Woody: Racers Not Immune To Fear
Bobby Isaac was leading a race at Talladega in 1973 when suddenly, over the scream of the engines, he heard “strange voices” warning him to get out of the car or he would die.
Isaac immediately pulled off the track, parked his car and got out.
When he explained why – he was obeying voices in his head — people thought he was crazy.
Isaac, one of NASCAR’s greatest drivers, eventually ignored the voices and resumed racing. In 1977 during a Late Model race at Hickory Speedway Isaac collapsed and died on pit road. He had suffered a heart attack.
I was reminded of the eerie Bobby Isaac story earlier this week when a Dutch bobsledder dropped out of the Olympics. He said he was too scared to go on.
He is 33 with a wife and daughter. He was spooked by the earlier death of an Olympian luger in a crash.
One national sports columnist called him a quitter. How shameful. I’d like to see the columnist wedge his pampered fanny into a bobsled and go screaming down that icy chute with his life flashing before his eyes.
Nobody has the right to label someone else a coward – especially someone who has never faced fear himself.
The bravest of the brave can reach their breaking point. I saw it happen during my days as a combat infantryman. The jungle can be a scary place, especially after you’ve lost a buddy or two.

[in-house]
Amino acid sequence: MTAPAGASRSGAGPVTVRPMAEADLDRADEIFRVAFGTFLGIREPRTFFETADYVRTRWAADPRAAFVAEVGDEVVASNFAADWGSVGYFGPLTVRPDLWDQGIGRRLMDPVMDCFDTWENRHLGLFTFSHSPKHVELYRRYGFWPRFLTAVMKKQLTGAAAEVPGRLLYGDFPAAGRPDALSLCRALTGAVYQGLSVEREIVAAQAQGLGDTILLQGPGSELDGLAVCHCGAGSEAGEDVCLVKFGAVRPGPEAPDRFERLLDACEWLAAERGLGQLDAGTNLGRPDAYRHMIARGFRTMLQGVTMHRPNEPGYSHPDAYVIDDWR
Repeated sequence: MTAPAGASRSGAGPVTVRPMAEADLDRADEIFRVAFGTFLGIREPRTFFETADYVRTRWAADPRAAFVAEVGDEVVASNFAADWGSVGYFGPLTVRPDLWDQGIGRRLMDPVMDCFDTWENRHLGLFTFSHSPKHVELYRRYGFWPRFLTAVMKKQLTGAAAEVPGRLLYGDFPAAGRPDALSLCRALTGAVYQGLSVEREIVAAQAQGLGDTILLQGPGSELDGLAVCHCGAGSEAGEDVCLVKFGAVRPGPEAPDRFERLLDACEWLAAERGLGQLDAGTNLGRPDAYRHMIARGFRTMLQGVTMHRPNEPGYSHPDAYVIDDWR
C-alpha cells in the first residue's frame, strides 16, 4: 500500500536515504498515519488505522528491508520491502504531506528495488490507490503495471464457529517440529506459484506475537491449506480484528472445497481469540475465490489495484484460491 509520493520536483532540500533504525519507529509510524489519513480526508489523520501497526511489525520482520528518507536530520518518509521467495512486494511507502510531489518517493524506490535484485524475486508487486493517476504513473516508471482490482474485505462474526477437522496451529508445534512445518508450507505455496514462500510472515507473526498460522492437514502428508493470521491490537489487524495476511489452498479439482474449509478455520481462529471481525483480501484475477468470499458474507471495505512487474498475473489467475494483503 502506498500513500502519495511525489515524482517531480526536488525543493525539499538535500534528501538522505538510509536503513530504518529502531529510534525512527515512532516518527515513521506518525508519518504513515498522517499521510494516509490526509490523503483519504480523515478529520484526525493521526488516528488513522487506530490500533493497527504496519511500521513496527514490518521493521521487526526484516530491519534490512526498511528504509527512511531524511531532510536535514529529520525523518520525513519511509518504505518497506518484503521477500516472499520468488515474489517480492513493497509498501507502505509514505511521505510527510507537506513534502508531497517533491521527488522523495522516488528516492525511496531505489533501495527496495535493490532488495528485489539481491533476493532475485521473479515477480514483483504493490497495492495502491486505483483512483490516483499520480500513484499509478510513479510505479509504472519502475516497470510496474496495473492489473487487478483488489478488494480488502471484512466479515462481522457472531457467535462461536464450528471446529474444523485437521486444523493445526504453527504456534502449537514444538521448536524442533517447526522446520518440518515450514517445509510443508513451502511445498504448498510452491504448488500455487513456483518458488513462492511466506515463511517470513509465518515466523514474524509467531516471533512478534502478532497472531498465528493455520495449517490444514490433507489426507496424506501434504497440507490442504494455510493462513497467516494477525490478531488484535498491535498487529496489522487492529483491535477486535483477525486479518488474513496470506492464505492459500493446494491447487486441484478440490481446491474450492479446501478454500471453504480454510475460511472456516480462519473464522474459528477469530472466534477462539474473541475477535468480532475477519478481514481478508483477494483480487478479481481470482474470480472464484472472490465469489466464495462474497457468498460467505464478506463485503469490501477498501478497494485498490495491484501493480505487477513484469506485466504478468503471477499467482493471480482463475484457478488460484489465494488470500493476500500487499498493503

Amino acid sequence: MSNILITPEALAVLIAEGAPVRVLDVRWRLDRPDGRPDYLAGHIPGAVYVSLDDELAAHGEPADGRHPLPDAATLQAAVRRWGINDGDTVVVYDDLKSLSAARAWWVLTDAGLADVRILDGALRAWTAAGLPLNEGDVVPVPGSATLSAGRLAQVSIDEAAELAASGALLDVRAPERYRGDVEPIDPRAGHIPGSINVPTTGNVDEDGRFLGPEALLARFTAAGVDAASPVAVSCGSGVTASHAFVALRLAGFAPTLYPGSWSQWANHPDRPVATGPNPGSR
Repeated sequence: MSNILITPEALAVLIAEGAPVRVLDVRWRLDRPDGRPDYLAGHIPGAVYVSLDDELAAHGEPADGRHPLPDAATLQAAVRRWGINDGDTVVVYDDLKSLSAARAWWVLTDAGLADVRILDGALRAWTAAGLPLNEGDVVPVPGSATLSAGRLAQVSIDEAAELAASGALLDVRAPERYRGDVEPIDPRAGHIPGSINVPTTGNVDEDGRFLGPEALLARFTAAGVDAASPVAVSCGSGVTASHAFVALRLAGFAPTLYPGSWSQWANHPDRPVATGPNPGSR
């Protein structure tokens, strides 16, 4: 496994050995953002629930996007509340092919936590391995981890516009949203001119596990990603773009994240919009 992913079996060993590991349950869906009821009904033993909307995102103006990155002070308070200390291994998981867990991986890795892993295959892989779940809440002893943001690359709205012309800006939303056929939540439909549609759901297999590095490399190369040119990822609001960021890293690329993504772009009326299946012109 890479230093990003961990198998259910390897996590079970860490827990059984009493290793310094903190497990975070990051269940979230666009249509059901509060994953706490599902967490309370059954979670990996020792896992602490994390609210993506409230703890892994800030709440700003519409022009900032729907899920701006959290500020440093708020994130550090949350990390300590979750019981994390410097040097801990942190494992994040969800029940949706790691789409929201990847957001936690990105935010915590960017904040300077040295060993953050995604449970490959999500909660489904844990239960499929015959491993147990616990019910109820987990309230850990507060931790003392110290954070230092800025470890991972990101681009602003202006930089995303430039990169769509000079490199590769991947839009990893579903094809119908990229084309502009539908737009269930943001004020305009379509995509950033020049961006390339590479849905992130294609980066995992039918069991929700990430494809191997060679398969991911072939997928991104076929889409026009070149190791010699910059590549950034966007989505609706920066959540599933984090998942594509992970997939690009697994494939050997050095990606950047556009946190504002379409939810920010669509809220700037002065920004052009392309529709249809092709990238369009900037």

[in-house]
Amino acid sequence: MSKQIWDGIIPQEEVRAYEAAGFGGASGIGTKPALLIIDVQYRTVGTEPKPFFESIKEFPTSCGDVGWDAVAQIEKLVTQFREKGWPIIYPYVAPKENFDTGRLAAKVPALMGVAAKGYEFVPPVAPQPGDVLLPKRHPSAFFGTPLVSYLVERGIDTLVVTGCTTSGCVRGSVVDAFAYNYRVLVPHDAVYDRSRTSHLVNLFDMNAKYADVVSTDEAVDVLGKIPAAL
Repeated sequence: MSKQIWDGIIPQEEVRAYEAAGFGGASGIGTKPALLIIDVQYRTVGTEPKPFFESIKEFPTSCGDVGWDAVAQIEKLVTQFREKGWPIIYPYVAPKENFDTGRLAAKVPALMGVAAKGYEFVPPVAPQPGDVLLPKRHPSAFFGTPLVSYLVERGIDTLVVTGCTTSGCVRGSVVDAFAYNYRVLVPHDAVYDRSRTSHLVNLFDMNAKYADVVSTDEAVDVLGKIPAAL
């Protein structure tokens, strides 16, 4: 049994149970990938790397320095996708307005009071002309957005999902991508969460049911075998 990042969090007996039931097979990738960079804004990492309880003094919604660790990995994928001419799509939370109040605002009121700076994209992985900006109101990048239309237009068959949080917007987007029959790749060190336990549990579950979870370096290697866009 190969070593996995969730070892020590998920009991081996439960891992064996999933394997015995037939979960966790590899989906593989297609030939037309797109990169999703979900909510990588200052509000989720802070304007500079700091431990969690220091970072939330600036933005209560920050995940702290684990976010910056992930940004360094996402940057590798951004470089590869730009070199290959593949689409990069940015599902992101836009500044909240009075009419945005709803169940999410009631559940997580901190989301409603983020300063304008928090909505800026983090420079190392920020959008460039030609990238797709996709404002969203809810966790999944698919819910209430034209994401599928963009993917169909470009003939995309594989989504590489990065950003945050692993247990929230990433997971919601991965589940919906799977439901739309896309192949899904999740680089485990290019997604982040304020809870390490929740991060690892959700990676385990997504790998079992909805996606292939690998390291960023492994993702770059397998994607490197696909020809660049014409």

The same applies to a bobsled chute or a racetrack.
When Talladega Superspeedway opened in 1969, drivers were jittery about the unprecedented speeds on the giant 2.6-mile track. They worried that their tires wouldn’t hold up under such torture. They could imagine what would happen if a tire exploded and slammed them into a concrete wall at 200 mph.
Simply put, they were scared.
The Professional Drivers Association, led by Richard Petty, discussed the situation and decided not to race. NASCAR boss Bill France Sr. brought in backups to take their place.
Does that mean that Petty and the other drivers who refused to race because of safety concerns were “quitters?” Of course not. They went on to race again, risking their lives in other races on other tracks. But on that particular weekend at Talladega they became spooked by the monster track with its monster speeds.
That day brave men chose to walk away. The Olympian bobsledder made the same choice.
It’s his life and it’s his decision whether or not to risk it. Nobody has a right to question it.
– Larry Woody can be reached at firstname.lastname@example.org Comments